poem-a-thon 30: at the wake

Last day of April. Ye gods, I did not think I would get here in one piece.

I’ll write a happier poem after this one I guess, but the NaPoWriMo prompt was to write a “farewell” poem, and all I could think of was Nicholas. But then it spun into thinking about his ex, who I won’t name, from whom he acquired what killed him. There are few experience more surreal and rankling than sitting at a memorial for someone with the person who was, in some indirect way, responsible for their death, and knowing that it was almost you who could have been the victim.

That’s about all I can muster to say about that. I think this will take a lot longer to fully melt and unpack.

At the Wake

The last time I saw your murderer,
it was the crowning of September.
All reddening oak and piano damper.
We met in a courtyard paved with brick,
and your murderer– he didn’t look sick.
Mouth unmoving. Beard grown thick.
I couldn’t bring myself to do it,
to spit in his eye, though we all knew it:
how he didn’t even try to push through it.
You took the bullet I dodged, in the head.
You shared his quiet murderer’s bed
and were the one who died, instead.
I want to announce this to everyone–
but we don’t discuss the bullet, the gun.
We talk of doing, not of what’s done.
He’ll pass too, one day– I want to say amen
but I unearth only grey. I’m only certain
of this: I won’t see you, or him, again.

poem-a-thon 25: survivor’s guilt

Trigger warning on this one, which I almost never do. NaPoWriMo wanted a poem with anaphora, and for whatever reason, my brain kept turning “repetition” into “litany” which turned into “hate crime victims”. This isn’t what I want to say about the subject: it’s just the raw first stirring of some emotional complex about it, spilled out onto the page. The whole reason I’ve been doing the charity Poem-a-thon is to help unpack some thoughts about the plight of queer youth, because of all this right here. It hasn’t really done much good, though; to quote a song by VAST, “They’ve been killing children and nobody seems to care.”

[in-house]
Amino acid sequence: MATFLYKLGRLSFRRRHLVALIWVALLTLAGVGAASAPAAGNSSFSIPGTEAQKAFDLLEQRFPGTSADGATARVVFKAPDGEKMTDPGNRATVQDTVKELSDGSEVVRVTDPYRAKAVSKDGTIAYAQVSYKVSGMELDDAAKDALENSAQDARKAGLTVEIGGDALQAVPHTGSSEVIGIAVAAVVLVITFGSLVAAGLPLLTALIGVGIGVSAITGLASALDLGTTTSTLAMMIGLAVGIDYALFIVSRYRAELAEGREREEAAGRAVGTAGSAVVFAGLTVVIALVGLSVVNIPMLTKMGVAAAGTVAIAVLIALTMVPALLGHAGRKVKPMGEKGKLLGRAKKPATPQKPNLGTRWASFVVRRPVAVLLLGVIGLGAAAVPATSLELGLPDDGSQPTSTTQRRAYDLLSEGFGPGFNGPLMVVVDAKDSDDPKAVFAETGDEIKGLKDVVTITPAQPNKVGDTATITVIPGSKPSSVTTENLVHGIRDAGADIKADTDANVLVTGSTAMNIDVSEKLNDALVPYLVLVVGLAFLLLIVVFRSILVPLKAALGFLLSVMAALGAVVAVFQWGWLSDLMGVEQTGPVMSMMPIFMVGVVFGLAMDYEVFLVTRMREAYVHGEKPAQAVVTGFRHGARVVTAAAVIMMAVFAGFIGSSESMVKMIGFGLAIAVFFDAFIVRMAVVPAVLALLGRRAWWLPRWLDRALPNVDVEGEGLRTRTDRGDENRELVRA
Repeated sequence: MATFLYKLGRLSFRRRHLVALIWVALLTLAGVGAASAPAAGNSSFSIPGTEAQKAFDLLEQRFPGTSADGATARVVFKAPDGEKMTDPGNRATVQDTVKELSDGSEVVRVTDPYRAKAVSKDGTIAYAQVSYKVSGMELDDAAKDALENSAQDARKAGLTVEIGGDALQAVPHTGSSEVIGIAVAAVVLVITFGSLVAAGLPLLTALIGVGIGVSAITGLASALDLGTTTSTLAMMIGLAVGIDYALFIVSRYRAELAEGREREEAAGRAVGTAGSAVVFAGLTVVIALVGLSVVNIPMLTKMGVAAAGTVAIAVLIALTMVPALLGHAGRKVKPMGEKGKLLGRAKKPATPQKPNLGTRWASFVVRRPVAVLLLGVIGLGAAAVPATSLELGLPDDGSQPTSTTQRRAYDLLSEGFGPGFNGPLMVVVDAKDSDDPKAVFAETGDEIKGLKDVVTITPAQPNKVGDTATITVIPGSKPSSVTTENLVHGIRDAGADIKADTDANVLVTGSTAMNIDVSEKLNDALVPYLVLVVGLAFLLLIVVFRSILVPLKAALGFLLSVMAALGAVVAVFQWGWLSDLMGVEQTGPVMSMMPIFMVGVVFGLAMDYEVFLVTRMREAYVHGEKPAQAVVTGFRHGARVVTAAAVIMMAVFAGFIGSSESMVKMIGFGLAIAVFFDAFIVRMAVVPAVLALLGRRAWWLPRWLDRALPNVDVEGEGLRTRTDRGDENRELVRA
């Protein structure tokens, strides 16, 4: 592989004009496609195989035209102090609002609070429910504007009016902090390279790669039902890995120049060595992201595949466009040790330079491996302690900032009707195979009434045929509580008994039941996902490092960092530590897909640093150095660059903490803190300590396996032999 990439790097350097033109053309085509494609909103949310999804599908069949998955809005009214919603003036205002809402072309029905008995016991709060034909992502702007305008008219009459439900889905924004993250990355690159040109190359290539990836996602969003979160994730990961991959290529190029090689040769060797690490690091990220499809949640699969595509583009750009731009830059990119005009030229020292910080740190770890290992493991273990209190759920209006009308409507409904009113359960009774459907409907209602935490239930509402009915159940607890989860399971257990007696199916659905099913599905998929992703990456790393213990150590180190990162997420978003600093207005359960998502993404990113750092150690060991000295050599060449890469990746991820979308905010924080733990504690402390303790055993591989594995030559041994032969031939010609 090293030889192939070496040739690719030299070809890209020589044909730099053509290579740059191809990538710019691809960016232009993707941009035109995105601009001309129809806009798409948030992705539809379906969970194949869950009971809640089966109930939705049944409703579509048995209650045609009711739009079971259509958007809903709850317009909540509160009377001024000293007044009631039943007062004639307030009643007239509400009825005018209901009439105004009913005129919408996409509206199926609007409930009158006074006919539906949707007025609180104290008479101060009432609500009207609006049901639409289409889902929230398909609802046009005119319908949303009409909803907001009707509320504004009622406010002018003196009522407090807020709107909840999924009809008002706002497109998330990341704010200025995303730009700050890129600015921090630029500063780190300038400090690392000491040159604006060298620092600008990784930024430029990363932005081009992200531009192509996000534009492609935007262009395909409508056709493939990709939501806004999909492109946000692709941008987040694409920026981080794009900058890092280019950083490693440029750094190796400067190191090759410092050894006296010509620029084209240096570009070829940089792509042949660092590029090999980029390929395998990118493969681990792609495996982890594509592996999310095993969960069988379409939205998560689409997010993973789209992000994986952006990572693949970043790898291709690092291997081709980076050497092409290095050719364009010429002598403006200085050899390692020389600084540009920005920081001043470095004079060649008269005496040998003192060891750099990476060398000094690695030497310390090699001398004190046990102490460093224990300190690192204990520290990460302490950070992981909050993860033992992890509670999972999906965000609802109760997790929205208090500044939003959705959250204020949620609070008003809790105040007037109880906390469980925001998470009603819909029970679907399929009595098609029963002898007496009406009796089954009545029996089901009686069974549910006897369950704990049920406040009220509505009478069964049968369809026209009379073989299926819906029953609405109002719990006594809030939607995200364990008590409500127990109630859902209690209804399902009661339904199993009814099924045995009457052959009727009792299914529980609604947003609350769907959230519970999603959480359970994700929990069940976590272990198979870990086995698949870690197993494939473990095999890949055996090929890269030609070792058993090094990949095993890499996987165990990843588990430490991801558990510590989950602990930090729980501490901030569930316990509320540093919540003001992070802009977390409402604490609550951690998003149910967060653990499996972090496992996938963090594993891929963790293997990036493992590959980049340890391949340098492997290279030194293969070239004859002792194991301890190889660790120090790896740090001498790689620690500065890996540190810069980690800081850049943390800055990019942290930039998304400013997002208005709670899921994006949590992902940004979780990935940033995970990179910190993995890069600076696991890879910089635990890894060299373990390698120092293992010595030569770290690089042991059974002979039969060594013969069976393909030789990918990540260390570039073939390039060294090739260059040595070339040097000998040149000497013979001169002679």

Survivor’s Guilt
(for Matthew, Teena, Tyler, Carl, Steen, Scotty…)

On the full-length mirror I have painted
the figure of a boy tied to a fence with salt roads
tracing through the bloodscape from eye to chin
and the figure of a boy opened up in the chest
whose jeans concealed a girl’s manufacture
and the figure of a boy with glasses plummeting
two hundred feet into the Hudson chill with autumn
and the figure of a boy with numbers carved
large and dark across his forehead by his father
and the figure of a boy with an extension cord
wrapped tight around his eleven-year-old neck
and the figure of a boy with his head hanging loose
over shoulders still smoking and peeling
and the figures of other boys to remind me
what good fortune is and what the world is and
how thin a step separates one from the other.

oulipost 8: trickster god

Ah, the best laid plans. I’d intended to get ahead a bit on the poems for the month tonight, since it’s my freest night of the week (and I likely won’t get another this free for a while), but instead I just goofed off all evening. I did meet my quota for today (four), but so much for getting ahead of the curve a bit. This is for Oulipost, prompt the eighth: to write a beau présent poem, that only uses words made from the letters of a chosen name. The first proper name I came across in the paper was “Tom Hiddleston“, so I had a decent set to work with… here’s what I came up with, in my addled, sleep-needing state.

Trickster God Discusses Eschatology

Most destinies end in demolition:
no stone is stolen, totems melted,
losses on most hostiles. The demons
tithe hedonism to someone
to sit on the demolished hill,
toss some lemon-lime Stoli shots,
hidden in time’s slitted middle. Noontide,
tell the middlemen, slide the loose shot
to the noiseless tents stood in omission.
Inside, the middens on the lines
host mementos, denied modesties,
the Deeds Not Mentioned. Some
is set to one side to see its old edition;
most is led onto the sled, soon to
the sentiment mills, then deletion.

poem-a-thon 7: paraphernalia

I had trouble writing this one for a number of reasons. Obviously, the subject matter is pretty heavy and I don’t feel like I have a right to tell it, even though it connects with the other poems I’ve been writing for the challenge. I don’t want to get too preachy with said theme, even though I think I should. (I just don’t think I do preachy very well.) And I worried about pairing this with the NaPoWriMo prompt about love of an inanimate object, even though I think that’s the kind of twisted relationship that users have to their drugs, sometimes. But ultimately, it is a topic I want to address, and if I weren’t so tired/honestly kind of needing a pause from this month of writing, I’d try to project a bit more and do a better job. As it stands, consider this a preliminary, while I go pass out for eight hours.

In the meantime: please donate!

Paraphernalia

The headshakers avert their eyes
and wonder how someone so young started
doing what they do, courting undertakers
with a rubber round the elbow, as though they
had never been broken-hearted, too.
Maybe they hadn’t, for long, maybe they had
a place to wait while the welts faded
from where the belt kissed their bared backs,
while these ancient children with no such luck
fled into the night. Every needle starts